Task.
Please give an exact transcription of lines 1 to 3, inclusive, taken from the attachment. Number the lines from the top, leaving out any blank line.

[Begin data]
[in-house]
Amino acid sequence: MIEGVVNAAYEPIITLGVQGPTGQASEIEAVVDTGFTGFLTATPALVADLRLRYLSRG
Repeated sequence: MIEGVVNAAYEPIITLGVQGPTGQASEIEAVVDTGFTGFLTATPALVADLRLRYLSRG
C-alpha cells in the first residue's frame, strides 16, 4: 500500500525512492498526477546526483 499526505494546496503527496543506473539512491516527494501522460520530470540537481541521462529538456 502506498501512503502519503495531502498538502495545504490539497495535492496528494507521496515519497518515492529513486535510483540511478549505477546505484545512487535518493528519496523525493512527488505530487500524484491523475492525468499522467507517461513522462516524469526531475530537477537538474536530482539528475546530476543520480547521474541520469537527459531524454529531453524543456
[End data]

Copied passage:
[in-house]
Amino acid sequence: MIEGVVNAAYEPIITLGVQGPTGQASEIEAVVDTGFTGFLTATPALVADLRLRYLSRG
Repeated sequence: MIEGVVNAAYEPIITLGVQGPTGQASEIEAVVDTGFTGFLTATPALVADLRLRYLSRG